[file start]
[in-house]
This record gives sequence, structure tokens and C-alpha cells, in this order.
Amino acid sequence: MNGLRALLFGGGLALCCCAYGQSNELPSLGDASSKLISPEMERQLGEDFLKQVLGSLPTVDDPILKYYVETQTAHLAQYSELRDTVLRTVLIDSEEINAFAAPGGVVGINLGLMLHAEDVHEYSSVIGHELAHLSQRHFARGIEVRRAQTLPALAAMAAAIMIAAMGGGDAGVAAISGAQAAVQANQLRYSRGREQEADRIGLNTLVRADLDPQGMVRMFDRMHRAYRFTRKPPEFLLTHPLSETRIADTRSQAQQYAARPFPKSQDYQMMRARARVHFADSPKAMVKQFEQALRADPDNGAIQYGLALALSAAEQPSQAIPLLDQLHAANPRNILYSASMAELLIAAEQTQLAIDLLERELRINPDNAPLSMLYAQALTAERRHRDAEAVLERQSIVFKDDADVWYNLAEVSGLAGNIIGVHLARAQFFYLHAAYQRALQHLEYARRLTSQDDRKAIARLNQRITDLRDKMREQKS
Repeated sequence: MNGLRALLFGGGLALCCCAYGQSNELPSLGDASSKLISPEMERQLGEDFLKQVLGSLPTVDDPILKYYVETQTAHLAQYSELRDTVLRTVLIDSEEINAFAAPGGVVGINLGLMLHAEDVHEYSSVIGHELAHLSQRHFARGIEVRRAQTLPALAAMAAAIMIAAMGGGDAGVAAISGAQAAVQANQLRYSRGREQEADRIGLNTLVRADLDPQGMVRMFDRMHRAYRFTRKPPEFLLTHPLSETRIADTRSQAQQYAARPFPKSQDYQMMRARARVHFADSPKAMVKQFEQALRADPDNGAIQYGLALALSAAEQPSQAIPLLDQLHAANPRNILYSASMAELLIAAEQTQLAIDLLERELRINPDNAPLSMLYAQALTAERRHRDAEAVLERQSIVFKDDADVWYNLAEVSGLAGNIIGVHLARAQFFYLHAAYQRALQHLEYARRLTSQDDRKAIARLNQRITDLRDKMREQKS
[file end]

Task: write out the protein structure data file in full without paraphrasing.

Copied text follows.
[in-house]
This record gives sequence, structure tokens and C-alpha cells, in this order.
Amino acid sequence: MNGLRALLFGGGLALCCCAYGQSNELPSLGDASSKLISPEMERQLGEDFLKQVLGSLPTVDDPILKYYVETQTAHLAQYSELRDTVLRTVLIDSEEINAFAAPGGVVGINLGLMLHAEDVHEYSSVIGHELAHLSQRHFARGIEVRRAQTLPALAAMAAAIMIAAMGGGDAGVAAISGAQAAVQANQLRYSRGREQEADRIGLNTLVRADLDPQGMVRMFDRMHRAYRFTRKPPEFLLTHPLSETRIADTRSQAQQYAARPFPKSQDYQMMRARARVHFADSPKAMVKQFEQALRADPDNGAIQYGLALALSAAEQPSQAIPLLDQLHAANPRNILYSASMAELLIAAEQTQLAIDLLERELRINPDNAPLSMLYAQALTAERRHRDAEAVLERQSIVFKDDADVWYNLAEVSGLAGNIIGVHLARAQFFYLHAAYQRALQHLEYARRLTSQDDRKAIARLNQRITDLRDKMREQKS
Repeated sequence: MNGLRALLFGGGLALCCCAYGQSNELPSLGDASSKLISPEMERQLGEDFLKQVLGSLPTVDDPILKYYVETQTAHLAQYSELRDTVLRTVLIDSEEINAFAAPGGVVGINLGLMLHAEDVHEYSSVIGHELAHLSQRHFARGIEVRRAQTLPALAAMAAAIMIAAMGGGDAGVAAISGAQAAVQANQLRYSRGREQEADRIGLNTLVRADLDPQGMVRMFDRMHRAYRFTRKPPEFLLTHPLSETRIADTRSQAQQYAARPFPKSQDYQMMRARARVHFADSPKAMVKQFEQALRADPDNGAIQYGLALALSAAEQPSQAIPLLDQLHAANPRNILYSASMAELLIAAEQTQLAIDLLERELRINPDNAPLSMLYAQALTAERRHRDAEAVLERQSIVFKDDADVWYNLAEVSGLAGNIIGVHLARAQFFYLHAAYQRALQHLEYARRLTSQDDRKAIARLNQRITDLRDKMREQKS